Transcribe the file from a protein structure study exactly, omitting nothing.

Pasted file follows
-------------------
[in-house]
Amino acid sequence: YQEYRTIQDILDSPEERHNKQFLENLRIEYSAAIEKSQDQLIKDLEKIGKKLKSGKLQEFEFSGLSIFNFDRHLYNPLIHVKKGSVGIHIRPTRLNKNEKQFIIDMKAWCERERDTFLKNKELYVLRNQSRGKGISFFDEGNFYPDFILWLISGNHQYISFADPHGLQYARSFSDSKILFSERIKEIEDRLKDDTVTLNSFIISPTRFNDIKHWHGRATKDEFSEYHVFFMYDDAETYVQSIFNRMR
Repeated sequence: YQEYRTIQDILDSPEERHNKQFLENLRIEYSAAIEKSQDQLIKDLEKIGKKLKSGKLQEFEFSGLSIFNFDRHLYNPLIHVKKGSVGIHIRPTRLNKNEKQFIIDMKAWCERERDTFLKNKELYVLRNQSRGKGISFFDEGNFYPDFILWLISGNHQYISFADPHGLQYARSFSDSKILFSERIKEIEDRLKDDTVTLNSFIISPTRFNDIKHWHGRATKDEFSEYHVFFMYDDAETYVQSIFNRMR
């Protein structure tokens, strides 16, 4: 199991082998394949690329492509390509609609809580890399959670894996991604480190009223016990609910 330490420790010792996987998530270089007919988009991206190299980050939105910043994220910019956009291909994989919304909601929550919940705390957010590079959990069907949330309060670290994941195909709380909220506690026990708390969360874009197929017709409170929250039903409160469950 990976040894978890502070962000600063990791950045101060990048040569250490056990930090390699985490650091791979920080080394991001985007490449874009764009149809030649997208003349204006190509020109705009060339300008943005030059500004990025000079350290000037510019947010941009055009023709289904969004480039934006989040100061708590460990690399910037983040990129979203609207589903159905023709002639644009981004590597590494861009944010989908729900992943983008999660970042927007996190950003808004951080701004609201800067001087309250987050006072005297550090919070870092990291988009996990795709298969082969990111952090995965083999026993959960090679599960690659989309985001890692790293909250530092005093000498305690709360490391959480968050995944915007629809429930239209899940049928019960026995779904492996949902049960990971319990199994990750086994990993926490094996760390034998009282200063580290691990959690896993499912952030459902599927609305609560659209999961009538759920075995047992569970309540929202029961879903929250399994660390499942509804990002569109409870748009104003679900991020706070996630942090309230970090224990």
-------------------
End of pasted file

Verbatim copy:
[in-house]
Amino acid sequence: YQEYRTIQDILDSPEERHNKQFLENLRIEYSAAIEKSQDQLIKDLEKIGKKLKSGKLQEFEFSGLSIFNFDRHLYNPLIHVKKGSVGIHIRPTRLNKNEKQFIIDMKAWCERERDTFLKNKELYVLRNQSRGKGISFFDEGNFYPDFILWLISGNHQYISFADPHGLQYARSFSDSKILFSERIKEIEDRLKDDTVTLNSFIISPTRFNDIKHWHGRATKDEFSEYHVFFMYDDAETYVQSIFNRMR
Repeated sequence: YQEYRTIQDILDSPEERHNKQFLENLRIEYSAAIEKSQDQLIKDLEKIGKKLKSGKLQEFEFSGLSIFNFDRHLYNPLIHVKKGSVGIHIRPTRLNKNEKQFIIDMKAWCERERDTFLKNKELYVLRNQSRGKGISFFDEGNFYPDFILWLISGNHQYISFADPHGLQYARSFSDSKILFSERIKEIEDRLKDDTVTLNSFIISPTRFNDIKHWHGRATKDEFSEYHVFFMYDDAETYVQSIFNRMR
């Protein structure tokens, strides 16, 4: 199991082998394949690329492509390509609609809580890399959670894996991604480190009223016990609910 330490420790010792996987998530270089007919988009991206190299980050939105910043994220910019956009291909994989919304909601929550919940705390957010590079959990069907949330309060670290994941195909709380909220506690026990708390969360874009197929017709409170929250039903409160469950 990976040894978890502070962000600063990791950045101060990048040569250490056990930090390699985490650091791979920080080394991001985007490449874009764009149809030649997208003349204006190509020109705009060339300008943005030059500004990025000079350290000037510019947010941009055009023709289904969004480039934006989040100061708590460990690399910037983040990129979203609207589903159905023709002639644009981004590597590494861009944010989908729900992943983008999660970042927007996190950003808004951080701004609201800067001087309250987050006072005297550090919070870092990291988009996990795709298969082969990111952090995965083999026993959960090679599960690659989309985001890692790293909250530092005093000498305690709360490391959480968050995944915007629809429930239209899940049928019960026995779904492996949902049960990971319990199994990750086994990993926490094996760390034998009282200063580290691990959690896993499912952030459902599927609305609560659209999961009538759920075995047992569970309540929202029961879903929250399994660390499942509804990002569109409870748009104003679900991020706070996630942090309230970090224990």